Council of State sued for opening vast area in north to construction
Bülent Sarıoğlu – BOLUTurkey’s top engineers and architects union has filed a case against the Turkish Council of State in order to revoke the latter’s ruling, which opened a spacious natural area in the western province of Bolu to construction, daily Hürriyet has reported.
The Union of Chambers of Turkish Engineers and Architects (TMMOB) filed the case into the Council of State’s Aug. 22 ruling that opened a 510-million-square-meter (about 128 million acres) forested area covering four districts in Bolu to construction, stating in its case petition that opening the area to construction violated the Turkish constitution and six international agreements Turkey has signed promising to “protect its natural heritage.”
The area was opened to construction as it was listed as an initiative for tourism and nature sports investments, the TMMOB stated, adding that it “lies through the Dörtdivan, Kıbrıscık, Seben and central districts of Bolu, and encompasses the Kartalkaya Ski Complex, the Karacasu Thermal Center, Lake Seben Taşlıkaya and the Aladağ pond.”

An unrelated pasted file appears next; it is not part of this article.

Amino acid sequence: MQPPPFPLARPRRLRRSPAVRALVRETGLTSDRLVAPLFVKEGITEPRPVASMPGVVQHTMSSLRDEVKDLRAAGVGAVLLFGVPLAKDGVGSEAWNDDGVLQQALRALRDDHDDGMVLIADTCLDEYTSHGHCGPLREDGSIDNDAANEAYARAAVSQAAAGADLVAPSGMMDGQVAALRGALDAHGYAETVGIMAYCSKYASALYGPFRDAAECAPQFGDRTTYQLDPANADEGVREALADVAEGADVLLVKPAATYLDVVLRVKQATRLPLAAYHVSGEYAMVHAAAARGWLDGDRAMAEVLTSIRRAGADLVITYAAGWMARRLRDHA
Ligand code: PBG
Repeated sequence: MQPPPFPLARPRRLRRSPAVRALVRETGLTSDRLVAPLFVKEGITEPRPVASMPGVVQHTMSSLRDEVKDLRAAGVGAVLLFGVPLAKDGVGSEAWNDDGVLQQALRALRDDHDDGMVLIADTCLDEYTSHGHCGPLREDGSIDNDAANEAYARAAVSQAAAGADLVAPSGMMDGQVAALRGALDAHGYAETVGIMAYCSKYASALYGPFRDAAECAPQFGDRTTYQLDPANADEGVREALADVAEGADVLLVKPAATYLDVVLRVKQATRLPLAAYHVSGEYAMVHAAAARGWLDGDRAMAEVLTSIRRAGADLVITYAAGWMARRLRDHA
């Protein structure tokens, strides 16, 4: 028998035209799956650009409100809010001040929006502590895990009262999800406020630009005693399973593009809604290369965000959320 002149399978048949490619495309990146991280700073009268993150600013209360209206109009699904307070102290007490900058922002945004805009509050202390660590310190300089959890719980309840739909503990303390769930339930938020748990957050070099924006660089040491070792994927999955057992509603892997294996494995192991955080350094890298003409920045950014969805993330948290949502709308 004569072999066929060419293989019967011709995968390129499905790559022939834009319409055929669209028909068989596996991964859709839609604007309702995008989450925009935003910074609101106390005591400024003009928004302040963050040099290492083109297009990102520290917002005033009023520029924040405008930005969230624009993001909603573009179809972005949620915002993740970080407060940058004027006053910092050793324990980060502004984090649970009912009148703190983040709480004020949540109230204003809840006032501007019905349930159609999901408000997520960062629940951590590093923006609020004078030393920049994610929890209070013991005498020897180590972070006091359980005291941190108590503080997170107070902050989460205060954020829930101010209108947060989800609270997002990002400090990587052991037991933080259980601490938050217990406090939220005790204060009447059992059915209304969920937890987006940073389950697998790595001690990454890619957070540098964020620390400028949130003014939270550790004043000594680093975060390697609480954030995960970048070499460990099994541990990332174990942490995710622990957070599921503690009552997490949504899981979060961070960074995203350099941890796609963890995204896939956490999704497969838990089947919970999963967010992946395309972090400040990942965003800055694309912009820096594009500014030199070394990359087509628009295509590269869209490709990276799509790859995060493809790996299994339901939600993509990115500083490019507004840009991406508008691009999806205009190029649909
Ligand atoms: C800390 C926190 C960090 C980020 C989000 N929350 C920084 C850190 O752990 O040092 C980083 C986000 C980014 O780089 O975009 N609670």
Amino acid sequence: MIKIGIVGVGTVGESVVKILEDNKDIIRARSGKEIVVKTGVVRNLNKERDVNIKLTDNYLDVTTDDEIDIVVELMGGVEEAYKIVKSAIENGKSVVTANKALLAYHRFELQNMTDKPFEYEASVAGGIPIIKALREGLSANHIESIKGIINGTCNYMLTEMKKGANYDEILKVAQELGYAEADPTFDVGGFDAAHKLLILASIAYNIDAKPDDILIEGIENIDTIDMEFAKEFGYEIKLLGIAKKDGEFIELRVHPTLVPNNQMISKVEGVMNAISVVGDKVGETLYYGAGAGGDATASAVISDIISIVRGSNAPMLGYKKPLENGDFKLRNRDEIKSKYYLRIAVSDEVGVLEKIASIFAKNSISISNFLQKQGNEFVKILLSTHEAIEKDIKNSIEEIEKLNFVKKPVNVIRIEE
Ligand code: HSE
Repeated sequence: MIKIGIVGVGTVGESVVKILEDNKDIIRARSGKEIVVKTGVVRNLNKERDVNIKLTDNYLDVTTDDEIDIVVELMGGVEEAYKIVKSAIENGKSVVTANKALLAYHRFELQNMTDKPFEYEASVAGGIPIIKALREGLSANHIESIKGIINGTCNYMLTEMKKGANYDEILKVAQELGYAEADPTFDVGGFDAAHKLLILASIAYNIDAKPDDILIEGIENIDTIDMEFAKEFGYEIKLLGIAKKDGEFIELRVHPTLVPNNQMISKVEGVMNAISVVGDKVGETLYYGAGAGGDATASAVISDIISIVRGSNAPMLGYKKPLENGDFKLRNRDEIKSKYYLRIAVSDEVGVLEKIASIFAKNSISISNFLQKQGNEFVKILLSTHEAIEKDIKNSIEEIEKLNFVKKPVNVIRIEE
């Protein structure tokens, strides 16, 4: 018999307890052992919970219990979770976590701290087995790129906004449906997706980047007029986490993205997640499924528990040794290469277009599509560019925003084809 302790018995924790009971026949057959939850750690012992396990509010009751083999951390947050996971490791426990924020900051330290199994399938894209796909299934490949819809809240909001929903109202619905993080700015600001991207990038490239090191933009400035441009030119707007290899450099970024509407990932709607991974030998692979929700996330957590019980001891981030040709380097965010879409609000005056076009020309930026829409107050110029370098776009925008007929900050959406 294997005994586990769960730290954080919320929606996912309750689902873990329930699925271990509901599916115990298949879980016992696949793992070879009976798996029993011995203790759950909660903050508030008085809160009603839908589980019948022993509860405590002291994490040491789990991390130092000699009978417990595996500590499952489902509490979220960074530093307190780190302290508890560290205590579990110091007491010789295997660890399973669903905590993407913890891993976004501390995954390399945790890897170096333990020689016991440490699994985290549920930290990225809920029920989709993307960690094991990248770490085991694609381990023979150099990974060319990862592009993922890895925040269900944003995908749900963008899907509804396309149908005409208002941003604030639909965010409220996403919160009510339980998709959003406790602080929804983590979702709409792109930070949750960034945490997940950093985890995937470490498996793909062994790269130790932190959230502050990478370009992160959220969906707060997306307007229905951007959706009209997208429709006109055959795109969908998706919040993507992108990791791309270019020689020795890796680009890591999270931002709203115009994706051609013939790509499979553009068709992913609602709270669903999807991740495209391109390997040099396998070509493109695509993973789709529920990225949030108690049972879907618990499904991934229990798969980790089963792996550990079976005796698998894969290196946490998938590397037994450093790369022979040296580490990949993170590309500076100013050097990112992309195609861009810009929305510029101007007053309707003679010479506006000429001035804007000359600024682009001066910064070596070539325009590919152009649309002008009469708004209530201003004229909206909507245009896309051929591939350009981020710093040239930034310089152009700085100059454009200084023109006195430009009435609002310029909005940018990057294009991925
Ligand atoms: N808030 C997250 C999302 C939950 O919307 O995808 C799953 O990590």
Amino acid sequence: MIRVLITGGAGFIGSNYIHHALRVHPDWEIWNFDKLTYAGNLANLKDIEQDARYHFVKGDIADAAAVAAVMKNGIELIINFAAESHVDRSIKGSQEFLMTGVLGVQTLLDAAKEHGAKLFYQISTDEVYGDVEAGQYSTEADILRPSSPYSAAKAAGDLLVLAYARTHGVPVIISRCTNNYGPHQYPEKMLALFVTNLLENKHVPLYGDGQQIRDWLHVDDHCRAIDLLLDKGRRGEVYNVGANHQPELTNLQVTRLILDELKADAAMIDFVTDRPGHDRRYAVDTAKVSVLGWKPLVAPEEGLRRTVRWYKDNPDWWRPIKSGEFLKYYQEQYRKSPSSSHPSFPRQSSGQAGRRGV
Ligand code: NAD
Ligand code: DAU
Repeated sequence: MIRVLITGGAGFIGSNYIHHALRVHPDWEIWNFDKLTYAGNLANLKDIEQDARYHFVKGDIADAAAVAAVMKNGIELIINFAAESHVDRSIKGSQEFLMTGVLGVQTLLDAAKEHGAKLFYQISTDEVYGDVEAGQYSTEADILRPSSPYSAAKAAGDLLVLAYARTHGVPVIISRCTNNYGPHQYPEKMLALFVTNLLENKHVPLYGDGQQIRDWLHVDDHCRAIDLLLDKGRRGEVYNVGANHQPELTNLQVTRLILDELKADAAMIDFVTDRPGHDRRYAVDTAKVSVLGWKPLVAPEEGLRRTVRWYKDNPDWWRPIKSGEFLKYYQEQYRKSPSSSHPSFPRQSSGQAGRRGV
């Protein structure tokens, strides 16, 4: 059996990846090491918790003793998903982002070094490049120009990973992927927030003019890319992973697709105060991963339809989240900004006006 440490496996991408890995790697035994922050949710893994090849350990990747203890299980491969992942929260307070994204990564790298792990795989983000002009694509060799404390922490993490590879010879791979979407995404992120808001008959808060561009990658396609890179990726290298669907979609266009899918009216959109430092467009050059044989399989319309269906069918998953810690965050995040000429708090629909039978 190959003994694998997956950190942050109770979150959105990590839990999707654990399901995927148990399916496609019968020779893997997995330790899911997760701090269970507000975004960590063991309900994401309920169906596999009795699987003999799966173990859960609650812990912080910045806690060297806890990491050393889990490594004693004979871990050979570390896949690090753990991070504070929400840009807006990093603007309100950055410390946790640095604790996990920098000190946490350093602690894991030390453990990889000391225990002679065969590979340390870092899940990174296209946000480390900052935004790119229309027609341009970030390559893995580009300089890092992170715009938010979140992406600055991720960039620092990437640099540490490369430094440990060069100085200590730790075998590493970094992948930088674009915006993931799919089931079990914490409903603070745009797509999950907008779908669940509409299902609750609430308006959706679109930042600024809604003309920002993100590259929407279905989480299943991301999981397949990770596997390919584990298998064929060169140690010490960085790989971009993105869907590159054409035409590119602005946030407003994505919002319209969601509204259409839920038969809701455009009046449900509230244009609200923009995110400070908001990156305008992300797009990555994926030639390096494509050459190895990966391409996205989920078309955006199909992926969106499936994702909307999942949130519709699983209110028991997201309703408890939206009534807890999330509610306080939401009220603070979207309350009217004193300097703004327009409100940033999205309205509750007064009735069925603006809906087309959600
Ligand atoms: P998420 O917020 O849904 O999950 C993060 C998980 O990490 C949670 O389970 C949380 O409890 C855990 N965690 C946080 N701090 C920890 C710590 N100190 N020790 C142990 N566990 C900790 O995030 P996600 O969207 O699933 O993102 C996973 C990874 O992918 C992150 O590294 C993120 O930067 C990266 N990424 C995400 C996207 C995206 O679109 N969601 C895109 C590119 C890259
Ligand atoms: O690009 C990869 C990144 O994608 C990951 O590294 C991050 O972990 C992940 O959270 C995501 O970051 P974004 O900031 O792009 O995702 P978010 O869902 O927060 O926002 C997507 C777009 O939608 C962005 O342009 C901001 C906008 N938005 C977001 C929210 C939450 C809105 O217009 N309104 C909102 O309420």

Filing the case to revoke and annul the execution of the ruling, the TMMOB stated in the case petition that the area contained by the Köroğlu Forests was a “seed transfer zone” and bore “critical importance for ecology and biological stability” and that opening it to construction “violates” the United Nations’ Convention Concerning the Protection of the World’s Cultural and Natural Heritage, the Rio Convention on Biological Diversity, the European Landscape Convention, the U.N. Convention to Combat Desertification, the Convention for the Protection of the Architectural Heritage of Europe and the Berne Convention on the Conservation of European Wildlife and Natural Habitats.
“Forests are the main component for water generation in sustainable ecologies. Gene resources and sediment accumulation areas are being destroyed as wet areas with multiple benefits are being dried by the state itself with state authorization for construction projects. All the investments planned for areas important for the water ecosystem are against public interest,” the TMMOB stated.
The TMMOB reiterated in the case petition that Turkey was one of the countries severely affected by global climate change and that sacrificing forests in return for short-sighted, unsustainable economic activities had nothing to do with the public good.
“Any tourism facility and access roads will cause the formation of heat islands, when it is considered that Turkish forests produce 38.7 million tons of oxygen a year,” it said, adding, “The amount of carbon in Turkish forests was already 1.6 billion tons by 2012 and the forestall area in the Bolu province exceeds 1/1000 of the total forestall area in the country.”
The TMMOB stated the area opened to construction for tourism investments was a basin where water and forest ecologies worked together, and also that construction and intense vehicular traffic in the area would lead to unrecoverable damages.